May 10, 2016
Credit: Antonio Guillem, iStock, Thinkstock
Many people with HIV worldwide suffer from some form of mental health problem. Although antiretroviral therapy has drastically reduced HIV-related death and disability, reports of the psychiatric repercussions of HIV are on the increase.
In high-income countries, HIV-related depression -- the most common mental health problem in HIV-positive people -- was recognised early in the AIDS epidemic as a factor that affects treatment outcomes. Yet it is only recently that the issue has drawn attention in sub-Saharan Africa, where research has found that one in three people living with HIV suffers from depression.
Addressing co-occuring mental health problems is a necessary step in controlling the HIV epidemic. But mental health care is not yet part of the HIV care package in the region.
There are efforts to change this. Our research shows how group psychotherapy interventions that give HIV-positive people emotional and social support, as well as positive coping and income-generating skills, can make a difference.
There are biological, psychological and social factors that can cause mental health problems in HIV-positive people.
Depression is the natural grief response to being diagnosed with a terminal illness and to the chronic disability that may arise from it. It can also be linked to the stigma and discrimination associated with the illness. And new psychiatric symptoms and syndromes may occur as the virus affects the brain, or because of opportunistic diseases or treatment side-effects.
Mental health issues can, in turn, influence treatment outcomes. Co-morbid depression may affect motivation to seek HIV treatment or adhere to antiretroviral therapy.
It is also linked to behaviour that may facilitate HIV transmission. People commonly internalise negative stereotypes, expecting discrimination and devaluing themselves. This can interfere with their ability to choose sexual partners and negotiate safer sexual behaviour.
Our research focused on rural primary care settings in Uganda where we developed a group support psychotherapy model to treat depression. Group support psychotherapy treats depression by providing emotional and social support, and teaching positive coping and income-generating skills.
HIV-positive people suffering from depression met in eight weekly, gender-specific sessions. They were provided with information about depression and HIV. They were guided to share personal problems and taught problem-solving and coping skills. These included how to deal with anxiety and unhelpful ways of thinking, and basic livelihood skills.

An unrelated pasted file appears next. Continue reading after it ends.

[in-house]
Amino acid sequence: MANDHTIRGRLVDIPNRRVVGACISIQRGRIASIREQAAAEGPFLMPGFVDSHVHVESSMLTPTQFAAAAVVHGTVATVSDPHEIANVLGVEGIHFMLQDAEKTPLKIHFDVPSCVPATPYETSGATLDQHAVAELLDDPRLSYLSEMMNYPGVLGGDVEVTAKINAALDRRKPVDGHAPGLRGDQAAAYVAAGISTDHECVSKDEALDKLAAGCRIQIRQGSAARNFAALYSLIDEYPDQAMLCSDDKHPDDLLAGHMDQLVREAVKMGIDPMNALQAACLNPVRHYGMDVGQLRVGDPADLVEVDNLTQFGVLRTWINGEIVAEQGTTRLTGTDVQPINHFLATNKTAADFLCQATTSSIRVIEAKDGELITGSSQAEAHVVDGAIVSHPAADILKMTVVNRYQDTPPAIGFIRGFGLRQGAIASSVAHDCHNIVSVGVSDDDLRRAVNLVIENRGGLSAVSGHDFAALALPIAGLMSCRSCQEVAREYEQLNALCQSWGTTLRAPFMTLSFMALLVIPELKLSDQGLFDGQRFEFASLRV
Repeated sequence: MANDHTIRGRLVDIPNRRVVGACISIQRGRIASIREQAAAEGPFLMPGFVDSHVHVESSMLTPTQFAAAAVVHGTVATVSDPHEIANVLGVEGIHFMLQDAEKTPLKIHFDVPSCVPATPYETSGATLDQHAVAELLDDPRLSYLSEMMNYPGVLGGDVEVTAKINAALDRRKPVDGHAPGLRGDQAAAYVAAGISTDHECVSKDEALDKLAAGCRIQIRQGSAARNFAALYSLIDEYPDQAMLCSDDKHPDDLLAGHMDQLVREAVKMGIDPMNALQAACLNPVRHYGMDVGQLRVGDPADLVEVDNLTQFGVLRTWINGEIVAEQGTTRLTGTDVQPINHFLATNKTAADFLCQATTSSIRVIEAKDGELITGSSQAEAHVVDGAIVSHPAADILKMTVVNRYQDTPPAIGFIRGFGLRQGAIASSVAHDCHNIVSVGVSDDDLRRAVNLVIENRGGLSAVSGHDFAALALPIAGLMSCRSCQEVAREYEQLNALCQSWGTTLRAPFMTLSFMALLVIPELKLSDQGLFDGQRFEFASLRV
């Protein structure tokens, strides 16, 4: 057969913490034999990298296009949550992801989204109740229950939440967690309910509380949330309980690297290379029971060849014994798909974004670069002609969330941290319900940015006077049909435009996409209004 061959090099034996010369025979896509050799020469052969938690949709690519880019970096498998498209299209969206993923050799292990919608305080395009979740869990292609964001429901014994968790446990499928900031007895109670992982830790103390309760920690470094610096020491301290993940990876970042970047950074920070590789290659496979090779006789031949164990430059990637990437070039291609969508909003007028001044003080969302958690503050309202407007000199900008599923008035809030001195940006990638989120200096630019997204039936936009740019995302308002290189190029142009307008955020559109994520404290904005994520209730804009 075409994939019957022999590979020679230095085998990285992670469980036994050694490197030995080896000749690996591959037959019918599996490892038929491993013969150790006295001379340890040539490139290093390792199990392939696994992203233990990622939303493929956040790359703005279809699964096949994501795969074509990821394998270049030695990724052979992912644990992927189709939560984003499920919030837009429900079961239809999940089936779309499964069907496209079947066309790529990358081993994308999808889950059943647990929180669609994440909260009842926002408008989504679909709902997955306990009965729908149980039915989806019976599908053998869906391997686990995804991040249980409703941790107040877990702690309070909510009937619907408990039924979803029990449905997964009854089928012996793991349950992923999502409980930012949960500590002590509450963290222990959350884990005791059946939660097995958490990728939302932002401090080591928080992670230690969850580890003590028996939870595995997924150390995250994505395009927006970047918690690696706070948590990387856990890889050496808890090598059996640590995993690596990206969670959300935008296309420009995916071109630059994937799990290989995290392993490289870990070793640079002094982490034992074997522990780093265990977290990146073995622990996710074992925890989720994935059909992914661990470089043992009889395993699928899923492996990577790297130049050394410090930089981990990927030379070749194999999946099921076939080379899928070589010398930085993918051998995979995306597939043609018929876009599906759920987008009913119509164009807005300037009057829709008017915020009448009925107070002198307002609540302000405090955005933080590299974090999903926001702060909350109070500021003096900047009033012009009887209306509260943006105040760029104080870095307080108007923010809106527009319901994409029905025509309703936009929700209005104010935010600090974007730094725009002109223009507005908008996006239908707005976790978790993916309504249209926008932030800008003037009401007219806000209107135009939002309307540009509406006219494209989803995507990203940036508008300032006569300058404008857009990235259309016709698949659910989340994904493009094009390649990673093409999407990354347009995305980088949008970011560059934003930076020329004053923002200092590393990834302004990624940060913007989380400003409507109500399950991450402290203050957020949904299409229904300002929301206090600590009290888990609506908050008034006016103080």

Unlike previous studies of group psychotherapy for depression in sub-Saharan Africa, the participants in our group support psychotherapy sessions were eager to engage in the process. More than 80% attended six or more sessions. Given the stigma attached to HIV and mental illness, this was surprising.
There are three possible explanations for the programme's success.
First, the target community was involved in developing the model. Group support psychotherapy had also been piloted prior to the study and word had spread in the community about its benefits.
Second, trained mental health workers created a safe environment in which the participants could experience the therapeutic processes of group therapy. For example, facilitators reported that all participants had powerful cathartic experiences. Such catharsis has been shown to result in immediate and long-lasting change.
As sessions progressed, group members also began to provide feedback and support each other, during therapy and later, in their livelihood groups. The opportunity to help others, or altruism, has been shown to restore a sense of significance and increase self esteem.
Third, unlike other psychotherapeutic interventions, facilitators taught income-generating skills to mitigate poverty, which has been shown to be a potent risk factor for depression.
Our study provides the first evidence of the success of this kind of group intervention in breaking the negative cycle of poverty and poor mental health in a resource-poor setting.
Six months after the programme ended, 80% of participants said the intervention had reduced their depression and motivated them to make positive changes in their lives.
Our findings also suggest that it is possible to roll out this kind of treatment in poorly resourced rural areas. Non-mental health professionals can be trained to deliver psychotherapeutic interventions in places where it is not possible to employ sufficient numbers of mental health providers.
The shifting of mental health-related tasks from health professionals to para-professionals or non-health professionals has been well-documented in non-HIV populations.
But less is known about the effectiveness of such a shift in HIV-positive populations. We now have evidence that specialists at tertiary institutions can train mid-level mental health workers to effectively deliver group support psychotherapy.
We plan to expand capacity at primary health-care centres in three districts in northern Uganda. This will allow for depression diagnosis and treatment for those receiving HIV services at these centres.
Strategies include developing tailored training curricula to teach non-specialised health workers to recognise depression and employ group support psychotherapy in its treatment.
They will also be trained to teach lay health workers to deliver group support psychotherapy to HIV-positive people. This will make first-line treatments more widely accessible and sustainable.
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